RHcalc - A Tool for Helping with Humidity Issues
Contributed by: Ranger2000
What is it?
What is Relative Humidity?
Relative Humidity is a term that tells you how much water is in the air. As air temperature increases, the amount of water it can hold will go up. The hard part about humidity is that an increase in air temperature does not lead to a linear increase in the amount of water it can hold.
Figuring out how much water air can hold at a certain temperature is difficult, which is why we need a calculator. The word 'relative' means "in relation to something else." In this case, 'relative' means "in relation to the most water air at this temperature could hold if totally saturated." To be absolutely accurate, we also need to know the air pressure when determining the amount of water air can hold. It turns out that for air temperature and pressure for which plants and animals are comfortable, the air pressure matters very little. To make life easy, RHCalc assumes 29.921 inches of mercury, the standard air pressure at sea level.
How do I use the RHCalc?
The page is broken up into three columns. The two columns on the left are where you enter your data. The final column is where you find your answers. You can press the 'Calculate' button at any time to find the answers. The simplest way to use RHCalc is to find your initial conditions and enter these in the left column. Next, you can enter a different temperature in the middle column. This is necessary if you are heating (or cooling) the air and want to find the new RH. Otherwise, don't worry about the middle column. The following items describe the various things you can do with RHCalc.
What are the limits on RHCalc?
How do I use the "Poor Man's psychrometer?"
A psychrometer is a device that can be used to measure RH in the air. Many
people find these difficult to locate in stores or don't have enough money to get one. RHCalc will let you do find some of the answers without investing in the equipment.
Assume you are drawing air from the outside. It is 57 degrees Fahrenheit and has a RH of 60%. You can find these values from any weather report or web page, so the information is free ( I like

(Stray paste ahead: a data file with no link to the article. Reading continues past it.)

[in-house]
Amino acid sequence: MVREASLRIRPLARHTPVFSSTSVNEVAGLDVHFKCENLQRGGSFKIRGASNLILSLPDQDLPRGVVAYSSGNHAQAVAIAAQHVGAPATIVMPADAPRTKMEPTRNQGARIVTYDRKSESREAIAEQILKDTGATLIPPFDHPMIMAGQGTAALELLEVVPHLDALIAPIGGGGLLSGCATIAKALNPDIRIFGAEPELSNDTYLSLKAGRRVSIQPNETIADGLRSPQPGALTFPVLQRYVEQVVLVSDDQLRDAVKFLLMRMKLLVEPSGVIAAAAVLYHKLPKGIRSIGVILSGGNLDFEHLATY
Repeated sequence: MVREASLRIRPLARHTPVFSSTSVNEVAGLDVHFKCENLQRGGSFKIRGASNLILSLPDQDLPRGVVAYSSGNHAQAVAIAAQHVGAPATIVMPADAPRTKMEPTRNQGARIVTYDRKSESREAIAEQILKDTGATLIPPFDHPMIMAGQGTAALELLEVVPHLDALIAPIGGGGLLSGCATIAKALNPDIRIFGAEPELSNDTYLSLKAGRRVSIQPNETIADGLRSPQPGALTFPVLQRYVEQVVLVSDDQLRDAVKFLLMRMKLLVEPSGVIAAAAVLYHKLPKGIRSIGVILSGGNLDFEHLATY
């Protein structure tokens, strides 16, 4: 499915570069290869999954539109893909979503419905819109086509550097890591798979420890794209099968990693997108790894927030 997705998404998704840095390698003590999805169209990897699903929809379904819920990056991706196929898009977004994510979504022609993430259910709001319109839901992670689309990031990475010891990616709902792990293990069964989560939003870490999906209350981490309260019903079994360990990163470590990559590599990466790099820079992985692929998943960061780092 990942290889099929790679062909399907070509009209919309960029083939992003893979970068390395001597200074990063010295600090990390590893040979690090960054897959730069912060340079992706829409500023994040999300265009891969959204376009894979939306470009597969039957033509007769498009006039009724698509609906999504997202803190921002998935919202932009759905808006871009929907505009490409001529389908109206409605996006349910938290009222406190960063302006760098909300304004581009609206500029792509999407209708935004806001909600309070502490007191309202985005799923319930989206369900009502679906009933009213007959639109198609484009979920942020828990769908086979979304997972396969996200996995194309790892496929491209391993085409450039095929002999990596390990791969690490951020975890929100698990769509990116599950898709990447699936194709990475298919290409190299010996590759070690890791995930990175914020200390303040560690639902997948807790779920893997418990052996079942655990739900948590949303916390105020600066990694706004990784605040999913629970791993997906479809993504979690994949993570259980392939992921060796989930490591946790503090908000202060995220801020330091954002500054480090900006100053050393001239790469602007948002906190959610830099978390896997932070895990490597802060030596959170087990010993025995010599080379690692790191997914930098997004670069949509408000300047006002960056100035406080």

). Now, let's assume your growing area is around 80 degrees. What happens to humidity if you pull the air in and raise the temperature? Using RHCalc, you enter 57 degrees and 60 percent in the first column, 80 degrees in the second column, and press 'Calculate'. The answer is RH in your growing area drops to 27 percent. This is probably a bit low for most horticulturists and you would probably want to raise the RH by adding moisture to the air in your growing space.
How do I convert Fahrenheit to Centigrade and vice versa?
One of the neat tricks you can do with RHCalc is use it to convert from metric to english units. Just enter the desired temperature in one of the temp boxes and click the new units value. All displayed temperatures will now be in the new units, rounded to the nearest integer. Going back and forth several times, you may notice you don't get the same answer you started with. That is because RHCalc always rounds to the closest whole degree on any conversion, so you may gain or loose a small amount in the process.
My exhaust air is going to the cold outside. How can I tell if condensation will form?
Condensation forms when moist air is cooled below the point where the air can still maintain the amount of moisture in gas form. The point at which humidity hits 100% is known as the "Dew point". Any excess moisture will revert back to liquid (or solid) form and you will see condensation or fog.
Again, RHCalc makes finding this point easy. Assume you have exhaust air that is at 85F and with an RH of 60%. Enter these two values in the first column. Since you don't care about changing temperatures, just ignore the second column and click 'Calculate'. You will find that the dew point is 70 degrees. If you are expelling air into an area where the temperature is at or below this value, you will see fog. If you have a wall surface that is at or below this temperature, water droplets will condense on it and you will get runoff. Keeping your exhaust above the dew point keeps it in vapor form and invisible to normal sight.
I have too much humidity, and I don't know where it's coming from. How can I find the source?
This is one of the more advanced things you can do with RHCalc. Assume you have an outside temperature of 62F and 84%. The inside of your house is at 75F and 76%. Your growing area is at 82F and 60%. You want to lower the RH in your growing room, but you don't know how.